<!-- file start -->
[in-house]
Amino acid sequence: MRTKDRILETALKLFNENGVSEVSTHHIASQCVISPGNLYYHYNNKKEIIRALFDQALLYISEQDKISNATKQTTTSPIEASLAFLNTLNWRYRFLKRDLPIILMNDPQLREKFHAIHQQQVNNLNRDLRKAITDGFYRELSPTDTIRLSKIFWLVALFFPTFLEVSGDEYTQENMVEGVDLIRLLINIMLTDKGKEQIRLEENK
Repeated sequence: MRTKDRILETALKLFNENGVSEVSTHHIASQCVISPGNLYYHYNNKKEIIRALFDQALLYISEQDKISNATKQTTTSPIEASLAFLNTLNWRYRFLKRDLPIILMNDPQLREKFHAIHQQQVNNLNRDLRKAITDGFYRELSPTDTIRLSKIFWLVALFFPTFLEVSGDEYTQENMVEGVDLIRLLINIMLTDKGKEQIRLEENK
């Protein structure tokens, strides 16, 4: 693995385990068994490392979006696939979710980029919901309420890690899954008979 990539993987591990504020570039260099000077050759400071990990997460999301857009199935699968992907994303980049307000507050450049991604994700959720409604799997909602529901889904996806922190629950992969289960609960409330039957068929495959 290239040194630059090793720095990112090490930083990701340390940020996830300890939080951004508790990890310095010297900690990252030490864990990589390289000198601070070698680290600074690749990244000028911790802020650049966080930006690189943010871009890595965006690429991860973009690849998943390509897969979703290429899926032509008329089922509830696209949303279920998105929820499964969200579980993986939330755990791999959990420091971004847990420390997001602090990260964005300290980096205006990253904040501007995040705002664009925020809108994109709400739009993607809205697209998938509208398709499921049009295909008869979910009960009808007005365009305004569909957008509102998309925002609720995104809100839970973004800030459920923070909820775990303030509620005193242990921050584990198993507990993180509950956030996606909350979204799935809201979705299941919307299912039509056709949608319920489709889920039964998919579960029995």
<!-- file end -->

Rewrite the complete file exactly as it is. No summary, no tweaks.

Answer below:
[in-house]
Amino acid sequence: MRTKDRILETALKLFNENGVSEVSTHHIASQCVISPGNLYYHYNNKKEIIRALFDQALLYISEQDKISNATKQTTTSPIEASLAFLNTLNWRYRFLKRDLPIILMNDPQLREKFHAIHQQQVNNLNRDLRKAITDGFYRELSPTDTIRLSKIFWLVALFFPTFLEVSGDEYTQENMVEGVDLIRLLINIMLTDKGKEQIRLEENK
Repeated sequence: MRTKDRILETALKLFNENGVSEVSTHHIASQCVISPGNLYYHYNNKKEIIRALFDQALLYISEQDKISNATKQTTTSPIEASLAFLNTLNWRYRFLKRDLPIILMNDPQLREKFHAIHQQQVNNLNRDLRKAITDGFYRELSPTDTIRLSKIFWLVALFFPTFLEVSGDEYTQENMVEGVDLIRLLINIMLTDKGKEQIRLEENK
């Protein structure tokens, strides 16, 4: 693995385990068994490392979006696939979710980029919901309420890690899954008979 990539993987591990504020570039260099000077050759400071990990997460999301857009199935699968992907994303980049307000507050450049991604994700959720409604799997909602529901889904996806922190629950992969289960609960409330039957068929495959 290239040194630059090793720095990112090490930083990701340390940020996830300890939080951004508790990890310095010297900690990252030490864990990589390289000198601070070698680290600074690749990244000028911790802020650049966080930006690189943010871009890595965006690429991860973009690849998943390509897969979703290429899926032509008329089922509830696209949303279920998105929820499964969200579980993986939330755990791999959990420091971004847990420390997001602090990260964005300290980096205006990253904040501007995040705002664009925020809108994109709400739009993607809205697209998938509208398709499921049009295909008869979910009960009808007005365009305004569909957008509102998309925002609720995104809100839970973004800030459920923070909820775990303030509620005193242990921050584990198993507990993180509950956030996606909350979204799935809201979705299941919307299912039509056709949608319920489709889920039964998919579960029995």